Strategically, Citibank would likely refrain from appealing the case to avoid creating binding future precedent that would apply to itself and others in the financial industry. One might think that the SEC, as a public institution charged with protecting consumers, would be more inclined to appeal the matter to actually establish the precedent.

As the Wall Street Journal article suggests, however, the SEC often has settled cases with defendants in the financial industry as a practical compromise to avoid risks and expense. It is clear, based on Judge Rakoff’s ruling, that he believes practicality and expedience were not enough to warrant subverting the public interest.

Epilogue: Dukes v. Wal-Mart

The dust is still settling after the U.S. Supreme Court handed down its decision in the Dukes v. Wal-Mart case. In its decision, the Court held that 1.5 million women could not be certified as a class against the retailer.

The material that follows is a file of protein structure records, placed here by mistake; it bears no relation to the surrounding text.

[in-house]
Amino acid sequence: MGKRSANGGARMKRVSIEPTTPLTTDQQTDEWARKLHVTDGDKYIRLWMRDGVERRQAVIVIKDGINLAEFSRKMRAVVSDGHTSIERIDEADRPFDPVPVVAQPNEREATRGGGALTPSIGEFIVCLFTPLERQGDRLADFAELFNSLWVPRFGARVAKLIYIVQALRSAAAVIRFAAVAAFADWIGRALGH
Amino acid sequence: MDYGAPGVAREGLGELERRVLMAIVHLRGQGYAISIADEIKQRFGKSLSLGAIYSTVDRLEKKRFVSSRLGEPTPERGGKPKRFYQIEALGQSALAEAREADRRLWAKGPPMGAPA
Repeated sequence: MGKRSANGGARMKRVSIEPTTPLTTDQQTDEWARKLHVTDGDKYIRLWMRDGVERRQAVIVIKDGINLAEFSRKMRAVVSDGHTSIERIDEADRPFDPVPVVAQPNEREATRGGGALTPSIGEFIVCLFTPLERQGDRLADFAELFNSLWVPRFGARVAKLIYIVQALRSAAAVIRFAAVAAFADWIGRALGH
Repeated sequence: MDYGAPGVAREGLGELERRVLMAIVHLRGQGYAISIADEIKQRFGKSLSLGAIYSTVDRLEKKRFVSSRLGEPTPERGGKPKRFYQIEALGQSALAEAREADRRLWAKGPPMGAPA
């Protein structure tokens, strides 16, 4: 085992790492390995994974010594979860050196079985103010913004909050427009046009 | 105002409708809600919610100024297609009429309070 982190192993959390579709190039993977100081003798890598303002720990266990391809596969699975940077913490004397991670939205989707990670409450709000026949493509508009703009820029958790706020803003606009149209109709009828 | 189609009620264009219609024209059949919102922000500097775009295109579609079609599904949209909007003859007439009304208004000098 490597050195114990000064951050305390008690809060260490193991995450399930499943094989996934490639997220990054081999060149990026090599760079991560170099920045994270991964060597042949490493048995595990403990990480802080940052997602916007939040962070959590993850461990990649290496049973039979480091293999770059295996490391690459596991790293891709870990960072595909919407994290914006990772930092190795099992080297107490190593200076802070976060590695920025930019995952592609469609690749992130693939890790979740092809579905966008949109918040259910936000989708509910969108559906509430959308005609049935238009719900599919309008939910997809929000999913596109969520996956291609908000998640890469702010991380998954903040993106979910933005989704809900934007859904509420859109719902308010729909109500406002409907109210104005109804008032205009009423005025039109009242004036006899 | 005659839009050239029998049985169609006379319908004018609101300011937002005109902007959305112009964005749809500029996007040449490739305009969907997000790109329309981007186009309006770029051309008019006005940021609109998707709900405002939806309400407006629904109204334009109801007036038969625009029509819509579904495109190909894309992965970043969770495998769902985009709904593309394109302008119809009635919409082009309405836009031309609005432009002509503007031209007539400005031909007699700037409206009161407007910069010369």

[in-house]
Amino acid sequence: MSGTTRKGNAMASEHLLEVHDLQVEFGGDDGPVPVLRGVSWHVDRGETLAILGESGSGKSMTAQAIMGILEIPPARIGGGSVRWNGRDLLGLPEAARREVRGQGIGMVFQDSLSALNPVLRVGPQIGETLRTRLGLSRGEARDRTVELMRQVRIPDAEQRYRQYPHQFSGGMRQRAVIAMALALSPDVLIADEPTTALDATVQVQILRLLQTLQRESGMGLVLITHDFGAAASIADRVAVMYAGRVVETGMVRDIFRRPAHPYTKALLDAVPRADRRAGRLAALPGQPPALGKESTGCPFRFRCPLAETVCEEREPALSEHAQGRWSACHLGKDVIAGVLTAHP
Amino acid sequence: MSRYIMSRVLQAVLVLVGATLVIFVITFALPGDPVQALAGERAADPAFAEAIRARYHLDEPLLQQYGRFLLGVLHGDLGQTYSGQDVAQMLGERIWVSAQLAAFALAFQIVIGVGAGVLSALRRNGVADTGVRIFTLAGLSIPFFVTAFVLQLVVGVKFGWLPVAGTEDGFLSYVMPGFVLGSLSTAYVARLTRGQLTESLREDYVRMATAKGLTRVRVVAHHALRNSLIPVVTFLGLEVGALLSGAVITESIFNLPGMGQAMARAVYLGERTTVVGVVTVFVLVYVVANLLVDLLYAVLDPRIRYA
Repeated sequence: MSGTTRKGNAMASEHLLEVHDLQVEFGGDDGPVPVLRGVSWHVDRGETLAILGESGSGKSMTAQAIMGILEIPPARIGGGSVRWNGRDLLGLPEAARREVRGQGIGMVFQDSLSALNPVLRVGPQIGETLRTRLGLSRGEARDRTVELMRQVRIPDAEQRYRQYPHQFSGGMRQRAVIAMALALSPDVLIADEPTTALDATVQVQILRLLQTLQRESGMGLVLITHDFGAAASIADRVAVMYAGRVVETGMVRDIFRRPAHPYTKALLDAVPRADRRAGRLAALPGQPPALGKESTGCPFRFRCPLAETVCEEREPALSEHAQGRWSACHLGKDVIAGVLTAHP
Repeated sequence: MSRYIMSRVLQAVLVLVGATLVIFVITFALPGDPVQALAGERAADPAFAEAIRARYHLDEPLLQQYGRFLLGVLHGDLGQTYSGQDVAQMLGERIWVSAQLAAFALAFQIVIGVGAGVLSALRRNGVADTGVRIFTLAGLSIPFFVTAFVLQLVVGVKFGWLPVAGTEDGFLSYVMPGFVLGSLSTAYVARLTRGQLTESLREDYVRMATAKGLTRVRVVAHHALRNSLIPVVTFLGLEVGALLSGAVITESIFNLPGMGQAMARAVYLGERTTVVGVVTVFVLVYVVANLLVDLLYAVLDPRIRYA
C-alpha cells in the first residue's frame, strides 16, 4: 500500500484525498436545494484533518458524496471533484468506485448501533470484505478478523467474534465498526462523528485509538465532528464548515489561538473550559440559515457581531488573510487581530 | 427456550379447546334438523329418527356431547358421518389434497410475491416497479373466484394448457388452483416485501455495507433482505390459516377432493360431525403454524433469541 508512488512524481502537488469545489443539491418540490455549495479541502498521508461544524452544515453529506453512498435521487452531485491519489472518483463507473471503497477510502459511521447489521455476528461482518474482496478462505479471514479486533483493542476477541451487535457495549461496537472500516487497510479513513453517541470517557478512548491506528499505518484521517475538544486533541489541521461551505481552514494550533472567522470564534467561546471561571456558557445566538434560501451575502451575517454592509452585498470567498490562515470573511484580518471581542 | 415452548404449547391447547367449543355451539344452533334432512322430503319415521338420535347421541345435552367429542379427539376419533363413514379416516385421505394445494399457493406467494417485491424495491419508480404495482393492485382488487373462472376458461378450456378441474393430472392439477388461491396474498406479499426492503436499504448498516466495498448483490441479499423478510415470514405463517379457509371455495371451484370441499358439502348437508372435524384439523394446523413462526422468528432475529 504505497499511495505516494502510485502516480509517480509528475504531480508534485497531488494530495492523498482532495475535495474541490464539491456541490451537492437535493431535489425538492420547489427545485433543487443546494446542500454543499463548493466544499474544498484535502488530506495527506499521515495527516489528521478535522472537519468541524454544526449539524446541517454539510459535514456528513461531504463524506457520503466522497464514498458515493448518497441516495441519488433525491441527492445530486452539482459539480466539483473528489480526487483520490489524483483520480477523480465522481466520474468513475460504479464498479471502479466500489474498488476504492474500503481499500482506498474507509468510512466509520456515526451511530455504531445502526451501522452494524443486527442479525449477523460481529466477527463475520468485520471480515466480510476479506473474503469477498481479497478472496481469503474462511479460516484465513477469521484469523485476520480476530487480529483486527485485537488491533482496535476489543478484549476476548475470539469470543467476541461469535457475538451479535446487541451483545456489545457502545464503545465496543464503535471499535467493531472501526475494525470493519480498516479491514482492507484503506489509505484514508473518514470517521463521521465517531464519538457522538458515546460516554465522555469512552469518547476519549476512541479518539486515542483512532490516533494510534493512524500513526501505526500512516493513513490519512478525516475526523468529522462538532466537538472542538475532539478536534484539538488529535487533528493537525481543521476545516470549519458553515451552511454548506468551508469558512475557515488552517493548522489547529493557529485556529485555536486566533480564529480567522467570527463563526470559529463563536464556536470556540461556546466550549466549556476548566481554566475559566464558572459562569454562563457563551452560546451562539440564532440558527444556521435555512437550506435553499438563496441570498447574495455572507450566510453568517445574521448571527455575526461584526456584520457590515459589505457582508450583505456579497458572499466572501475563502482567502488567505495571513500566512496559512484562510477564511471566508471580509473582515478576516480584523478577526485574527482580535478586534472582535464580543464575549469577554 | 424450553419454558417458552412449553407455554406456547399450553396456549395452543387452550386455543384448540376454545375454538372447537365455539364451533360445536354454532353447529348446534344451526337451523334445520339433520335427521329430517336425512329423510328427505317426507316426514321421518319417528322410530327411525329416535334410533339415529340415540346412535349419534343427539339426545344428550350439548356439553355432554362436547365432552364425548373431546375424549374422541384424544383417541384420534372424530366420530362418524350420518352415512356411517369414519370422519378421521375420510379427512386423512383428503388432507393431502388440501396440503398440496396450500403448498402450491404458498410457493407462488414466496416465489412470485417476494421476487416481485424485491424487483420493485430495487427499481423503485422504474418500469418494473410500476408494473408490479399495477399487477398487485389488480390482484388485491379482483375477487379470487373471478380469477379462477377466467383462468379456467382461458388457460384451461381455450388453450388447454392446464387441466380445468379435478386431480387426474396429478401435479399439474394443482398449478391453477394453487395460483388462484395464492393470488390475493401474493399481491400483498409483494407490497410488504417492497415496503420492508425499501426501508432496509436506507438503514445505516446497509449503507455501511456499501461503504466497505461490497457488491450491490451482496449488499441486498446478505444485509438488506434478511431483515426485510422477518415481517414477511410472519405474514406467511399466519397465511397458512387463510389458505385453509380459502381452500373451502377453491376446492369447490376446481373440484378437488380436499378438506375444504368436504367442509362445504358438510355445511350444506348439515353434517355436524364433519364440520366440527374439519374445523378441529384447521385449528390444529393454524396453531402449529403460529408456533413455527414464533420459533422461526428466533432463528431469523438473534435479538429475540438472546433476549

Federal Civil Procedure Rule 23(a) requires  that any party seeking class action certification must demonstrate that:

“(1) the class is so numerous that joinder of all members is impracticable,“(2) there are questions of law or fact common to the class, “(3) the claims or defenses of the representative parties are typical of the claims or defenses of the class, and “(4) the representative parties will fairly and adequately protect the interests of the class”

In the Dukes case, the lower district (trial) and appellate courts found that the evidence marshaled by the plaintiffs were indeed sufficient to allow certifying the 1.5 million female Wal-Mart employees as a class under the rules.

The evidence used to persuade the lower courts included statistical data that suggested differences in pay between men and women, anecdotal testimony from witnesses who alleged gender-based discrimination, and the social framework analysis of the plaintiff’s expert sociology witness. The social framework analysis was discussed in greater depth in a prior post on this blog.